This is an utterly useless statement. Whether some tracking database met some kind of management science approval threshold is irrelevant to whether civilians were killed or injured by American munitions. The fact that it took nine years for this database to be enshrined shows just how unimportant it is to the underlying issue. People are dead or harmed whether or not the database was aware before 2010. Karns’ implication that casualties before 2010 are less relevant is shameful.
“When you look at the percentage of sorties flown and incidents for the 2010-2014 data for civilian casualties, the most accurate platform based on when ordnance was expended would be the F-15E, then followed by the A-10.”
Wrong. Across this timeframe, F-15Es inflicted 22 civilian casualties in the course of 1,345 kinetic sorties. That’s a casualty inflicted roughly every 61 sorties. The A-10 inflicted 38 civilian casualties in the course of 2,689 kinetic sorties, causing a civilian casualty roughly every 71 sorties. That’s 16 percent less often, which clearly contradicts Karns’ assertion.
Of course, Karns’ loose application of the word “accurate” is also misplaced here. Accuracy is a term of art in combat aviation, having to do with the closeness of munition impact relative to intended target. The data from which he draws does not support claims about accuracy without more information, but given his lack of operational or aviation background, this is to be expected.
Karns’ disgraceful diatribe continues with this gem:
“If a reader looks at civilian casualty by incident, however, the A-10 had the highest number of incidents in comparison to other Air Force manned aircraft.”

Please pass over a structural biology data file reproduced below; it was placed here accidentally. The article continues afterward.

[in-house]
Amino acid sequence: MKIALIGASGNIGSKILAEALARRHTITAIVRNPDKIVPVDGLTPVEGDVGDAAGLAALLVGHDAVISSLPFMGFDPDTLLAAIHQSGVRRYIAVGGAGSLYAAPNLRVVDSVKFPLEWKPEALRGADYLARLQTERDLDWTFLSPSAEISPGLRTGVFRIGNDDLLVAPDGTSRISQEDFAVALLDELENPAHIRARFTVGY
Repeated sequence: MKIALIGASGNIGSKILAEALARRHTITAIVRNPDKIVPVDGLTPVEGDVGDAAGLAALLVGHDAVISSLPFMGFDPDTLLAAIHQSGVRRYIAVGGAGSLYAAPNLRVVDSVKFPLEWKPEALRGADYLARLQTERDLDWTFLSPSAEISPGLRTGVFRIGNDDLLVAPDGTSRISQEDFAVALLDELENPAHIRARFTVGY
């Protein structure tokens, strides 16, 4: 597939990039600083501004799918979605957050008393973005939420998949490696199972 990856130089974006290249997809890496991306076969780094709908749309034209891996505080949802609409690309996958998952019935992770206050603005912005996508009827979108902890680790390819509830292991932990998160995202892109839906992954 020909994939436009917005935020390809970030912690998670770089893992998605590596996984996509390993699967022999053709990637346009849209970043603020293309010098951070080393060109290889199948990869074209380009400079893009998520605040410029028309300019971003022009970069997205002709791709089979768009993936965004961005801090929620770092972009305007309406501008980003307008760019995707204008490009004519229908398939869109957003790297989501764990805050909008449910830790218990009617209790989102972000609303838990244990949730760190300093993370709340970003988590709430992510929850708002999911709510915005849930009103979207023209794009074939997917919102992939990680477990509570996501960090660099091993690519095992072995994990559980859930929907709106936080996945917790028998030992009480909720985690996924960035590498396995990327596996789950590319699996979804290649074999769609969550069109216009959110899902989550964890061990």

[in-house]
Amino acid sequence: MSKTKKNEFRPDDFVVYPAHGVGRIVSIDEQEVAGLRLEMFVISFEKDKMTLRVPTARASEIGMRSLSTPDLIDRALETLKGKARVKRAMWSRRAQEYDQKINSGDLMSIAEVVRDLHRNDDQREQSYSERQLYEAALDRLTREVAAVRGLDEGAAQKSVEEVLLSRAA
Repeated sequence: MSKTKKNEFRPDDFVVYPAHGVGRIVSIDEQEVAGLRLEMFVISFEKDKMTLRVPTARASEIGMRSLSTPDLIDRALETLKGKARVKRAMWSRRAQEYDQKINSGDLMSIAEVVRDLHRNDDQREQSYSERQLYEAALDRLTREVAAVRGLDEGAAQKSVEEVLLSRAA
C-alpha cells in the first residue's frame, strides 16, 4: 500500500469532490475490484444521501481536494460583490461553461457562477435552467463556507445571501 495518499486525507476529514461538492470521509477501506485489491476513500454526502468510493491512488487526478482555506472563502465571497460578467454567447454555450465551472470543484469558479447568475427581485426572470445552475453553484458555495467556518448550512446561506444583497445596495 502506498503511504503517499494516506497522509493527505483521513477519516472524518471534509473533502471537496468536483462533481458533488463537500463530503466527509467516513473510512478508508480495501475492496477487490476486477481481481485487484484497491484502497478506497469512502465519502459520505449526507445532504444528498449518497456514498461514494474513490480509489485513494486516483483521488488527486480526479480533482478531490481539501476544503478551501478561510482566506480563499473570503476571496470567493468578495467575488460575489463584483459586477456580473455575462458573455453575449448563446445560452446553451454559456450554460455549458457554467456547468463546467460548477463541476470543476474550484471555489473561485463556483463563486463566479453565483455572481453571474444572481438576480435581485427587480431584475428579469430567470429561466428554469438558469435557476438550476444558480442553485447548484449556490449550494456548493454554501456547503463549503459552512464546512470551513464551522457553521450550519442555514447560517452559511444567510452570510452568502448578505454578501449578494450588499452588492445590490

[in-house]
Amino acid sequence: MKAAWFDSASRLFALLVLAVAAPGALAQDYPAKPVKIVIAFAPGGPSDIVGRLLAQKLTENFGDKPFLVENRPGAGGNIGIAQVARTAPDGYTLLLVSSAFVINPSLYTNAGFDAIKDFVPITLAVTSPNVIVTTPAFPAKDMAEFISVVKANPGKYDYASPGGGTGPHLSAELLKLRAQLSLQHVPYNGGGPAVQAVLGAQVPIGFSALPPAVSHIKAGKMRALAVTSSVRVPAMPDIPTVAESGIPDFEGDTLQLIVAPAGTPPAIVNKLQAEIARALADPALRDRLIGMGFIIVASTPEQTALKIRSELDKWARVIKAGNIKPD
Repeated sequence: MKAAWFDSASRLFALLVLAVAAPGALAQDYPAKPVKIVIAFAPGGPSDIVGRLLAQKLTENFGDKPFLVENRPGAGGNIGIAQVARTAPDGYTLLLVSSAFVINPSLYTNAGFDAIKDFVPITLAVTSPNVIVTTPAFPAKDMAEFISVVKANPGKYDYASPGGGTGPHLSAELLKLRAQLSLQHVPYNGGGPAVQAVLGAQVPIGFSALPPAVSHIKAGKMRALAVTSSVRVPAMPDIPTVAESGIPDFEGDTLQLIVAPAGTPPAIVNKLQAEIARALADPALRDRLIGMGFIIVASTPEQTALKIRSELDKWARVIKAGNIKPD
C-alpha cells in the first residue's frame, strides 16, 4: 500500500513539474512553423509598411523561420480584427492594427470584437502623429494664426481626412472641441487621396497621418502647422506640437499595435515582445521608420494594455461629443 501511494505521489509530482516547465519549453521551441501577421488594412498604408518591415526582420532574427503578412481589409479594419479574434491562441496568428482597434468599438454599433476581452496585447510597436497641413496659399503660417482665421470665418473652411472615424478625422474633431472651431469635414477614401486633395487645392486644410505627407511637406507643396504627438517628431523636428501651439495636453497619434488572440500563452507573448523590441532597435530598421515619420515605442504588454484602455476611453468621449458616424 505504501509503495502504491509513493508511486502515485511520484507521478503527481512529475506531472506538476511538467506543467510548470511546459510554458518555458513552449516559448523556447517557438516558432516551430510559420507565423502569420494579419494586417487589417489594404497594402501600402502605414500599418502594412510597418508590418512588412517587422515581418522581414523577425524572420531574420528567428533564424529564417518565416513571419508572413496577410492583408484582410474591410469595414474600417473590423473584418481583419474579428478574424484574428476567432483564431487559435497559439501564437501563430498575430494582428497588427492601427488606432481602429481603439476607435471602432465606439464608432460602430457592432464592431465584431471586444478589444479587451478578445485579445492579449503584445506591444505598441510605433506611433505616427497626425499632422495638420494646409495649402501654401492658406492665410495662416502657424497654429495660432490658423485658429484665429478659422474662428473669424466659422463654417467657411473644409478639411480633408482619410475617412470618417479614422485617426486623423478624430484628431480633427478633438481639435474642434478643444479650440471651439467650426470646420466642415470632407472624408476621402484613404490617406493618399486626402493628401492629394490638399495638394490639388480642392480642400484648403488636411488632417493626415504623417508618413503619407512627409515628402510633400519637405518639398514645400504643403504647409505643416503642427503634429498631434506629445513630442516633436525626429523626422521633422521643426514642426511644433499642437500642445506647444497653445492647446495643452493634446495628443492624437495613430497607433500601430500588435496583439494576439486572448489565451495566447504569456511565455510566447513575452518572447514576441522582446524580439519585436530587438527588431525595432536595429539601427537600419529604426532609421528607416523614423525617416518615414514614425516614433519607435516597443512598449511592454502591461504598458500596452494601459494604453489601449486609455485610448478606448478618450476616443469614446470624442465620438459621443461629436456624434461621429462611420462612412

This is peculiarly brazen attempt to mislead by talking manipulatively about raw numbers. It’s the equivalent of saying 100 is bigger than 99 without disclosing that the 100 is divided by 50 and the 99 is divided by 1. Hiding denominators to make lies more believable is something that would get the most junior airman or lieutenant in the service harshly disciplined, and yet Karns engages in it with the national media without batting an eyelash. The public and Congress are entitled to better, not to mention airmen themselves. When Karns’ debases himself while acting as the service mouthpiece, he damages everyone wearing a blue suit.
The A-10 indeed had the highest number of civilian casualty incidents (8) of any of the aircraft included in the Air Force’s already constrained data set, with two more incidents than the F-16. But it also flew far more sorties in which a weapon was unleashed (2,689) than any other platform on the list (66% more than the F-16). The rate at which the A-10 was involved in civilian casualty incidents was actually lower than any other aircraft save the F-15E, which had just two incidents in more than 1,300 firing sorties. Interestingly, those two incidents claimed an average of 11 casualties while the A-10’s eight incidents inflicted fewer than five casualties per incident. This indicates that even when A-10 munitions unintentionally harmed civilians, the damage was more discriminate.
“[C]lose air support is a mission, not a specific platform.”
Prove it. Unmask the data and prove that statement to be more than a doctrinarian platitude. Don’t do it selectively, fraudulently, or maliciously. Don’t approach from a position of bias. Hire an outside agency or request a GAO study to survey the joint fleet and the effects it has rendered in the last 14 years. Apply the results responsibly, even when they predictably demonstrate that platform is not irrelevant in the CAS mission set, and that within that mission set, there are different “flavors” of CAS that align especially with specific platforms. Until you’re willing to do this, stop making the false claim that platform doesn’t matter. No one is buying that, least of all airmen, and you shouldn’t be selling it.